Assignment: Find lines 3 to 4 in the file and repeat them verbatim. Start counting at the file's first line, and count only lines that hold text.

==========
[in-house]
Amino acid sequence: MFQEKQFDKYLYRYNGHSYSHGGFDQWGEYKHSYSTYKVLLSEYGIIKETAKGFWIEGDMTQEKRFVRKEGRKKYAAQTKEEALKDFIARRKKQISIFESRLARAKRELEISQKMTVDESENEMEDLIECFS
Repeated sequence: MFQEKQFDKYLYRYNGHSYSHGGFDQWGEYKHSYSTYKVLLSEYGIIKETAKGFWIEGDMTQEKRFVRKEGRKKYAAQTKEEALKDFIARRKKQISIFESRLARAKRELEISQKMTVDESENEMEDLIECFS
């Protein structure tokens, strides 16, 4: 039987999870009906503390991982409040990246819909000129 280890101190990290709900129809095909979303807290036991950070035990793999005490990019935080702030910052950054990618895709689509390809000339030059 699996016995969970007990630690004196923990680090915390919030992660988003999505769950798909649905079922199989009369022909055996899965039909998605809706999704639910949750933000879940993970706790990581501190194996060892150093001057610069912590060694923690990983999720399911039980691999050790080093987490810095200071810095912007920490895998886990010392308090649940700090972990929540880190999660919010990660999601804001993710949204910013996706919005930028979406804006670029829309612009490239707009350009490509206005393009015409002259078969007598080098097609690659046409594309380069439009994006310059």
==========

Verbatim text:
Repeated sequence: MFQEKQFDKYLYRYNGHSYSHGGFDQWGEYKHSYSTYKVLLSEYGIIKETAKGFWIEGDMTQEKRFVRKEGRKKYAAQTKEEALKDFIARRKKQISIFESRLARAKRELEISQKMTVDESENEMEDLIECFS
């Protein structure tokens, strides 16, 4: 039987999870009906503390991982409040990246819909000129 280890101190990290709900129809095909979303807290036991950070035990793999005490990019935080702030910052950054990618895709689509390809000339030059 699996016995969970007990630690004196923990680090915390919030992660988003999505769950798909649905079922199989009369022909055996899965039909998605809706999704639910949750933000879940993970706790990581501190194996060892150093001057610069912590060694923690990983999720399911039980691999050790080093987490810095200071810095912007920490895998886990010392308090649940700090972990929540880190999660919010990660999601804001993710949204910013996706919005930028979406804006670029829309612009490239707009350009490509206005393009015409002259078969007598080098097609690659046409594309380069439009994006310059």